ГИБДД-ДПС.РФ: 2020 Land Rover Defender 90 — interior Exterior and Offroad Driving
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Real off-road capability, comfortable to drive on pavement, spacious cabin that’s perfect for adventures.
Six-cylinder could be more responsive, coolest-looking accessories are expensive, touchy brakes.
Some may say it’s England’s answer to America’s Jeep, but the 2020 Land Rover Defender offers its own sense of style and functionality.
Land Rover reopens the book on one of its most iconic nameplates with the all-new 2020 Defender. It’s boxy shape and retro details recall the 1950’s original and combine with Land Rover’s modern design language to create an appearance that’s both sophisticated and nostalgic. While the 2020 Defender looks like an ordinary crossover, it has serious off-road capabilities and rugged components that help it live up to its go-anywhere heritage. The Defender boasts durable cabin furnishings, but also upscale materials and numerous luxury features.
What’s New for 2020?
The Defender is all-new for 2020 and, unlike the previous generation, this rig will be available to Americans. The 2020 Defender is offered in both two-door (90 model) and four-door (110 model) body styles, which are built on two different wheelbases and have different amounts of interior space. A smaller Defender 80 model is expected to join the lineup, but that compact SUV is still a couple years away from production.
Pricing and Which One to Buy
110 S: $54,375
110 SE: $63,275
90 First Edition: $66,125
110 HSE: $69,375
110 First Edition: $70,385
110 X: $82,635
As much as we like the look of the two-door 90 model (available initially only in First Edition trim), the four-door 110 is more practical for most buyers. The base P300 powertrain—a 296-hp turbocharged 2.0-liter four-cylinder—seems peppy enough for day-to-day driving, so we’d stick with that; those who plan to tackle serious off-road trails may find the optional P400 engine—a turbocharged-and-supercharged 395-hp inline-six with 48-volt hybrid assistance—to be a better choice. We’d suggest the SE trim level as it adds a number of desirable features to the Defender’s spec sheet, including 19-inch aluminum wheels, automatic high-beam headlamps, 12-way power-adjustable front seats, and a digital gauge display. Land Rover offers four accessory packages—Explorer Pack, Adventure Pack, Country Pack, and Urban Pack—each of which outfit the Defender with specific features. There’s also a bevy of personalization options available, but we’ll leave the customization to you.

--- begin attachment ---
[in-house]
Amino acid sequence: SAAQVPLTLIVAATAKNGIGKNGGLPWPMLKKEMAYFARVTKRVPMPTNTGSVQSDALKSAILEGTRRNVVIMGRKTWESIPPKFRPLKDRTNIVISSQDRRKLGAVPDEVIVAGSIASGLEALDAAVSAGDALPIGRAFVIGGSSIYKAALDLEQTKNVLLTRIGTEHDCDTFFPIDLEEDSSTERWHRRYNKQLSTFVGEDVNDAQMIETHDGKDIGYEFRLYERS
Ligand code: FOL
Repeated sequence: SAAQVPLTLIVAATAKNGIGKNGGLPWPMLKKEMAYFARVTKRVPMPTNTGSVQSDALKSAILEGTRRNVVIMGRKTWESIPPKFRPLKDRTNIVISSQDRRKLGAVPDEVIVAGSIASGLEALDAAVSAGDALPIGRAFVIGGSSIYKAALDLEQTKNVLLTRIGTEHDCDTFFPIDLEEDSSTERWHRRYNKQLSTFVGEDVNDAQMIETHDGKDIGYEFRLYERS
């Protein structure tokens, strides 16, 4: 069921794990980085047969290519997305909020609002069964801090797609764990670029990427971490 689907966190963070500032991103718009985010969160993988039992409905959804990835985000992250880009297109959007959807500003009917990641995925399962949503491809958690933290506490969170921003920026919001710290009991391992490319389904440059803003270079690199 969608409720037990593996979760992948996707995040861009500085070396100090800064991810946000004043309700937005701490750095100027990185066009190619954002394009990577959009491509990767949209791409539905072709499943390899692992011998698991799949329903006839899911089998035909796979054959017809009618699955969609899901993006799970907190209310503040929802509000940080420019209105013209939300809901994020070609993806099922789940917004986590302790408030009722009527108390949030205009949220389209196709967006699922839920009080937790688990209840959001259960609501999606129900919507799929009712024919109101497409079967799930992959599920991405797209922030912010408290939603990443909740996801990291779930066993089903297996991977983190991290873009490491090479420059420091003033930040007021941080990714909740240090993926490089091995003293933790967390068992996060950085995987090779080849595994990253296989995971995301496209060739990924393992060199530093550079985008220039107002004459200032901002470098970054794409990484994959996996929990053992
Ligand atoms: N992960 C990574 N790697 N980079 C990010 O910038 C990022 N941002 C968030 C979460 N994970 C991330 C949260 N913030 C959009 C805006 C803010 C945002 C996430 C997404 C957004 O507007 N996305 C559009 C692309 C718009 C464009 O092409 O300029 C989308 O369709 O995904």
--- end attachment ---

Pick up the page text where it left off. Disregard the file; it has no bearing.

Engine, Transmission, and Performance
The 2020 Defender is powered by a standard turbocharged four-cylinder engine mated to an eight-speed automatic transmission. Of course, every model features all-wheel drive and locking differentials for navigating treacherous terrain. The Defender will also be available with Jaguar Land Rover’s new 3.0-liter inline-six-cylinder engine. Along with turbocharging, the upgraded engine utilizes an electric supercharger and 48-volt hybrid system. The next-generation Defender, unlike its predecessor, will have a unibody construction versus a body-on-frame setup, and it replaces the old solid axles with a fully independent suspension. The latter comes standard with coil springs, but it can be upgraded with an air suspension that allows adjustable ride height. The Defender also has 11.5 inches of ground clearance and the ability to ford through 35.4 inches of water, which exceeds both the Jeep Wrangler’s maximum clearance and its wading ability.
Fuel Economy and Real-World MPG
The EPA’s fuel economy ratings for the various Defender models are fairly similar regardless of what’s under the hood. The 90 model with the four-cylinder receives ratings of 18 mpg city, 21 mpg highway, and 19 mpg combined. Step up to the six-cylinder engine and the 90’s city rating drops to 17 mpg but the highway rating goes up to 22. The 110 model with the six-cylinder is actually more efficient than it is with the four, but only by a hair. When we get the chance, we’ll put the new Defender through our 200-mile highway fuel economy test and report the results here.
Interior, Comfort, and Cargo
The Defender’s cabin walks the line between premium and utilitarian, with just enough design cues from the rest of the Land Rover lineup to make those familiar with the brand feel right at home. Exposed rivets in the door panels add a particularly rugged appearance, and a magnesium beam that runs the full width of the dashboard isn’t entirely cosmetic—it’s also structural. Under the infotainment display, a trapezoidal extension of the dashboard provides a place for buttons and switches for the climate-control system and driving mode.
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